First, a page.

Tag Archives: spring

Buttered Radishes

Prep:
5 minutes

Cook:
5 minutes

Yield:
2 servings


One of the best things about spring–radishes. It’s like all they want to do is pop out of the ground and jump onto our plates in all of their pink and purple glory. While it’s easy and delicious to eat them raw–crunching into them or tossing them into a salad–cooking radishes is a delectable and under-appreciated treatment.

These radishes are a great side dish on their own, tossed with fresh peas, or served with poached eggs. You can make these with any type of radish, but my favorite are French breakfast radishes.

Buttered Radishes

Ingredients

1 bunch radishes, cut in halves or wedges

1 tablespoon butter

pinch of salt

Directions

Heat a saute pan over medium-high heat. Add the butter and melt it, letting it brown for a couple of seconds.

Add the radish wedges and cover for about 5 minutes.

Season to taste.

Posted on June 1, 2012

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Rhubarb is here!

Whether eating seasonally is important to you or it’s just something you read about on food blogs, I bet you’ve been paying attention to at least one thing as spring makes way for summer: rhubarb season. Rhubarb is one of the few produce items that is nearly impossible to get out of season. But good news–the time is here and the rhubarb is ready for all of your creativity.

To get the creative/rhubarb juices flowing, here are a few tantalizing recipes to try:

Are you the type of person who likes to come home and treat yourself to a trendy cocktail? If that’s your thing, try making your own Rhubarb Bitters for your next drink.

Although it’s often relegated to the dessert course, rhubarb can wear other hats, too, like in this Chicken with Rhubarb and Fennel from the Wall Street Journal. The rich, flavorful thighs provide a good balance to the tangy rhubarb.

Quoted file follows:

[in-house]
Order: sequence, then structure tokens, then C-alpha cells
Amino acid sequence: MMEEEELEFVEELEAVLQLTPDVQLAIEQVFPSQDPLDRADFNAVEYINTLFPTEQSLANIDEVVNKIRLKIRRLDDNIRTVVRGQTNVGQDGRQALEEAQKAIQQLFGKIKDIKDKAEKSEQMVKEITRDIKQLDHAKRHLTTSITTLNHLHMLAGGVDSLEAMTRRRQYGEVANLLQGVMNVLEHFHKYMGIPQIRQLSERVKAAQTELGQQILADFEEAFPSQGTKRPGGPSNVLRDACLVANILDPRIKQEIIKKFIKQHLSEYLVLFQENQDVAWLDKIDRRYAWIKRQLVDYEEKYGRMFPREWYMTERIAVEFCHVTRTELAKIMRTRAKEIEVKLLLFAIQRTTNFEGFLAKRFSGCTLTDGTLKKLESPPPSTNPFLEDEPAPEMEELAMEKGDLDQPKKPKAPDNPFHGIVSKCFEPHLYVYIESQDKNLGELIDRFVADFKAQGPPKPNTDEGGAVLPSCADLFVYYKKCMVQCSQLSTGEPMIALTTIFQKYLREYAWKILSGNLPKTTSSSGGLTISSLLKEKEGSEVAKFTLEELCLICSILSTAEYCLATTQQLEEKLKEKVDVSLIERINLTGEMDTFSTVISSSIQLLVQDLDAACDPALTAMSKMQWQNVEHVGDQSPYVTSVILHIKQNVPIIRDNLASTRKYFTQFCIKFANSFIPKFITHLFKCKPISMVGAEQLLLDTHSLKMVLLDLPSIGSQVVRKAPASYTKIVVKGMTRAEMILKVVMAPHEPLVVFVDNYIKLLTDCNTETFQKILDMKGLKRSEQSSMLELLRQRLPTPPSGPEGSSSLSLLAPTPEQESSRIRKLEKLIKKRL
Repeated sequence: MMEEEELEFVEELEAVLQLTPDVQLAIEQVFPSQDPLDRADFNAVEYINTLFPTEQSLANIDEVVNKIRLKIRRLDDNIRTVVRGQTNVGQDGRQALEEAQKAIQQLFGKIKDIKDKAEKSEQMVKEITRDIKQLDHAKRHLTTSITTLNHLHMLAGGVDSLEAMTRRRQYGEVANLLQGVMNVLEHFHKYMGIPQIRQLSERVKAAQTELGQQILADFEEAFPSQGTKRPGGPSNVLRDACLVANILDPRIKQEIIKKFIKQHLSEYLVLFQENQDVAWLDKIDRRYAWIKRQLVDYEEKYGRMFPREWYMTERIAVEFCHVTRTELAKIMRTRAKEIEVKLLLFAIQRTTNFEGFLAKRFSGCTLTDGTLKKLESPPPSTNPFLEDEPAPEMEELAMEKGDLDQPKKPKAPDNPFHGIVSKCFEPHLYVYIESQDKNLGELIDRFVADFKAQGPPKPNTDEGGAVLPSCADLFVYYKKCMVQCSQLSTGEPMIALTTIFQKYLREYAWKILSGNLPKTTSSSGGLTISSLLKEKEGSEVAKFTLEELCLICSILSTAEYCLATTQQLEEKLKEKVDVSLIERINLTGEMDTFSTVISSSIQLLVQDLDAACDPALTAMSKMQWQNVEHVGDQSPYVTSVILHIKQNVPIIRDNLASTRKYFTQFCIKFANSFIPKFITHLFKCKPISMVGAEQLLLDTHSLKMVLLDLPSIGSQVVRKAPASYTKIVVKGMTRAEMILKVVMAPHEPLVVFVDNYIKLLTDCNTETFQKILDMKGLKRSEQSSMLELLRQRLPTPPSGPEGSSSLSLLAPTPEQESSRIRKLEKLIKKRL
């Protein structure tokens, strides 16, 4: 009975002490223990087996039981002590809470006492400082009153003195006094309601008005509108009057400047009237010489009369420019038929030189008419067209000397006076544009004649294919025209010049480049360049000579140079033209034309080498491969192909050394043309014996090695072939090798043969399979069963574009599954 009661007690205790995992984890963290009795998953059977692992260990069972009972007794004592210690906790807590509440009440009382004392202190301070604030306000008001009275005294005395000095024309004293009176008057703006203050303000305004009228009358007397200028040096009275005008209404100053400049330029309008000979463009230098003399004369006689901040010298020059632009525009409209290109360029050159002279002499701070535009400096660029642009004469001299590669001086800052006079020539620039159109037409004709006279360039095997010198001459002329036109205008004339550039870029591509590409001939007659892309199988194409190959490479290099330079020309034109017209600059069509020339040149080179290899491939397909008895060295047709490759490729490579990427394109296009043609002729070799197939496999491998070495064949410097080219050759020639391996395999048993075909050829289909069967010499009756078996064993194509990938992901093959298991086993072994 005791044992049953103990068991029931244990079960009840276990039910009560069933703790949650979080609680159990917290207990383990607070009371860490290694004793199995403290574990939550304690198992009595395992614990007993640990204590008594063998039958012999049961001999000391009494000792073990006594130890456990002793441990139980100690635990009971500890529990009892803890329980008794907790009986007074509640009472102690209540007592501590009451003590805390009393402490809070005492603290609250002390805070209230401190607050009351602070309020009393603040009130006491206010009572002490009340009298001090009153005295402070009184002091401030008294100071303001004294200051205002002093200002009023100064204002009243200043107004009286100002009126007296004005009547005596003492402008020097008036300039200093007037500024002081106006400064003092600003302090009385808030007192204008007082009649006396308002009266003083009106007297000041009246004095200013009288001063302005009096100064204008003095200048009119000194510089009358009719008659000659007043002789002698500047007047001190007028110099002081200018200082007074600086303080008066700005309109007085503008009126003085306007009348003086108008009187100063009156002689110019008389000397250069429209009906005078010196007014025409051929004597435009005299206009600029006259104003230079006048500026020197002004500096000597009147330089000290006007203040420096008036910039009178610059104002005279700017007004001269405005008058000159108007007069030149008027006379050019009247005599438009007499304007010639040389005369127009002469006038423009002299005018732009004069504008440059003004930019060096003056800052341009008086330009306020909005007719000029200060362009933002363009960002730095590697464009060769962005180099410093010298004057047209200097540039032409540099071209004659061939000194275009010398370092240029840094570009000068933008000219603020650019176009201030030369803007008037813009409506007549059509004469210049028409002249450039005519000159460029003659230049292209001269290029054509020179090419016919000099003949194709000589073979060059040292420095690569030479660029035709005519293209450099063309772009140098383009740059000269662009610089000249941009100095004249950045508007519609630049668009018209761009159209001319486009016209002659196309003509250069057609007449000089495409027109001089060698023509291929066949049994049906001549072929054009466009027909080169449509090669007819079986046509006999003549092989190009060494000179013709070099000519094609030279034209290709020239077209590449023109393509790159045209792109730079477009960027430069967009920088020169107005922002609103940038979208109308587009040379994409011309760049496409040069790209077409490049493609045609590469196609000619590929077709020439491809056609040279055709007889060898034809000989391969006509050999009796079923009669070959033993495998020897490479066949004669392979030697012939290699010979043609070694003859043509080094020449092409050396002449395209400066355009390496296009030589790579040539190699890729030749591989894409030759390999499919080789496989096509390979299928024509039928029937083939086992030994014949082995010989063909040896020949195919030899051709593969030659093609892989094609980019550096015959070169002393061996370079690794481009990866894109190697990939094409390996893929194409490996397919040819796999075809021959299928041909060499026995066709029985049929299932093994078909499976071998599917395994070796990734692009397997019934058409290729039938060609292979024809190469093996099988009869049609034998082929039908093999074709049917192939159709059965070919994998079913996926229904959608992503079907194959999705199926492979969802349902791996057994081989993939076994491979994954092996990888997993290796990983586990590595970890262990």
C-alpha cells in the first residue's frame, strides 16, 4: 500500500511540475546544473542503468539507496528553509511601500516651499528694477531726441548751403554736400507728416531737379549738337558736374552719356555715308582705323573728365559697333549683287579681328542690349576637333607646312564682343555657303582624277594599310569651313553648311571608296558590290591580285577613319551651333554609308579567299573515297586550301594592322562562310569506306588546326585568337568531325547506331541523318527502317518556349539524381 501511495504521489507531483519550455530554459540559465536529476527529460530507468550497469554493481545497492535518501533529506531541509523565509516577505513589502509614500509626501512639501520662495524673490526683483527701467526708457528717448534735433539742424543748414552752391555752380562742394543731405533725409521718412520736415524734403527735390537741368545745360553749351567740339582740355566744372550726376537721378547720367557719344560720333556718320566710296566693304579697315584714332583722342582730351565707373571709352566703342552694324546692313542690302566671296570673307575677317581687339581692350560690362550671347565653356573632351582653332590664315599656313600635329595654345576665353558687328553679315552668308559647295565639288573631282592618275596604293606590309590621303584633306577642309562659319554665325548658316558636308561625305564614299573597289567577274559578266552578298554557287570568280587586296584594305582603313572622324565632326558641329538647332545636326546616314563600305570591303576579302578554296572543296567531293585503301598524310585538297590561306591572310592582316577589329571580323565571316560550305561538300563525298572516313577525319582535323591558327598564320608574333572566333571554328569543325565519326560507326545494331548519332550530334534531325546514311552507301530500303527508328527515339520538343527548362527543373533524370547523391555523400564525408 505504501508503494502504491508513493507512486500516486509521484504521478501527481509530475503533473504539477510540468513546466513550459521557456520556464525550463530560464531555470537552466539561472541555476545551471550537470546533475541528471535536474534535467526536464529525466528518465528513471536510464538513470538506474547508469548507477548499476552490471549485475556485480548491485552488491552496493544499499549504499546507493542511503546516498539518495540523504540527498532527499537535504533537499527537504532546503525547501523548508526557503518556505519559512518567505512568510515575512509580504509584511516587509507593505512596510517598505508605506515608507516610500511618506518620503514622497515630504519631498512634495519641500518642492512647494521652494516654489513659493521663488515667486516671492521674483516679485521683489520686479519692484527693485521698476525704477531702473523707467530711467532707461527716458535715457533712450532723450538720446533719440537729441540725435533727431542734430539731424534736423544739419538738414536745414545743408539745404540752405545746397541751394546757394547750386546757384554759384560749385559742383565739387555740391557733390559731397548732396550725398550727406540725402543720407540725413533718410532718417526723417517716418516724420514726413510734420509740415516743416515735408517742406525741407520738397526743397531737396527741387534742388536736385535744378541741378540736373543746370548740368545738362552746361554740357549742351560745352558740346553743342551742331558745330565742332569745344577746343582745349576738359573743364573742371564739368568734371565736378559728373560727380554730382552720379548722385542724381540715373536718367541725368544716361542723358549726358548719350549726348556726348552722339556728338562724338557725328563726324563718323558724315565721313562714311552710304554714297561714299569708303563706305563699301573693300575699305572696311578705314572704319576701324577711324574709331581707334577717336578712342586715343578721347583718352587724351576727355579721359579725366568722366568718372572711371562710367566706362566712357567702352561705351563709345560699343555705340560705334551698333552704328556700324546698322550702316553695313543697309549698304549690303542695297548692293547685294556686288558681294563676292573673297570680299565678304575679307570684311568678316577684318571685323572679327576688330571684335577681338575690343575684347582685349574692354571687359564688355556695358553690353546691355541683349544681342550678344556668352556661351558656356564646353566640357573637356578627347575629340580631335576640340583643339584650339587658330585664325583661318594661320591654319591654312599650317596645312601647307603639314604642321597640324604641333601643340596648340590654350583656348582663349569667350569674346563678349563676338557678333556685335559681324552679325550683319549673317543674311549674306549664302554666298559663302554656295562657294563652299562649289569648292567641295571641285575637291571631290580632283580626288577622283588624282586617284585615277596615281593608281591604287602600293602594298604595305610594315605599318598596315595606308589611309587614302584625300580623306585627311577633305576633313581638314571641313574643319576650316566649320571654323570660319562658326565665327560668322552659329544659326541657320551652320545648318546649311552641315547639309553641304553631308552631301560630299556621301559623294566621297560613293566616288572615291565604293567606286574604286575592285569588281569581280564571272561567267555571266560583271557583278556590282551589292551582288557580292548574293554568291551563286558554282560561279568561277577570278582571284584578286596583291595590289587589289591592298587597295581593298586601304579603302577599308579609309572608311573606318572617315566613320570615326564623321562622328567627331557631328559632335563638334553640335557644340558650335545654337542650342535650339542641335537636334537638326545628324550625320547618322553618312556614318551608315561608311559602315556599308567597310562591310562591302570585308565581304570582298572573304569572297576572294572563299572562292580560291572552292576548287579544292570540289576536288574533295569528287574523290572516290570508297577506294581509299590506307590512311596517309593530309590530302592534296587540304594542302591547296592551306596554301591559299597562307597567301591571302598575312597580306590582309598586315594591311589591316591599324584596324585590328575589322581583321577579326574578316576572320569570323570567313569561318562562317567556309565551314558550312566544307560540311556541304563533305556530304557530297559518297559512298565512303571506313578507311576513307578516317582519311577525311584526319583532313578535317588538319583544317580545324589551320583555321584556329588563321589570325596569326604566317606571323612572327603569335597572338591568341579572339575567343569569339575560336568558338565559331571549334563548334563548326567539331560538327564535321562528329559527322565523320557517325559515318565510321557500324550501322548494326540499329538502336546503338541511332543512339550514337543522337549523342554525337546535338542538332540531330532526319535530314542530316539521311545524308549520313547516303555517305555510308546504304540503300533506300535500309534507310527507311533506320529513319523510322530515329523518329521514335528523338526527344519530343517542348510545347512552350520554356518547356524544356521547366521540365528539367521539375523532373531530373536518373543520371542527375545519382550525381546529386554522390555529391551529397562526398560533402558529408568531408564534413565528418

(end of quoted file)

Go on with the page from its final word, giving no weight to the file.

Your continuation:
For vegetarians looking to add some pop to their entrees, try this Curried Lentil with Rhubarb Chutney. This dish is impressive for a host of reasons, but mostly because, unlike typical chutney, this rhubarb condiment is only sweetened with chopped dates. As the recipe’s author points out–don’t be afraid of the long list of ingredients. You probably already have many of the ingredients.

As a follow-up to these exoctic spice combinations, take a tip from the Brittish and treat yourself to Rhubarb Fool with Cardamon Cream. The man behind Lottie and Doof has a serious soft spot for rhubarb, so if you aren’t feeling fool-ish (pun definitely intended), check out his archives.

Finally, check out La Domestique’s “10 Ways Tuesday” for ten very different ways to use your rhubarb this season. (Consider substituting some more of those chicken thighs and drumsticks for the crispy pork dish.)

Posted on May 16, 2012

Note: The opinions expressed here are the personal views of the author. All comments on MyJewishLearning are moderated. Any comment that is offensive or inappropriate will be removed. Privacy Policy

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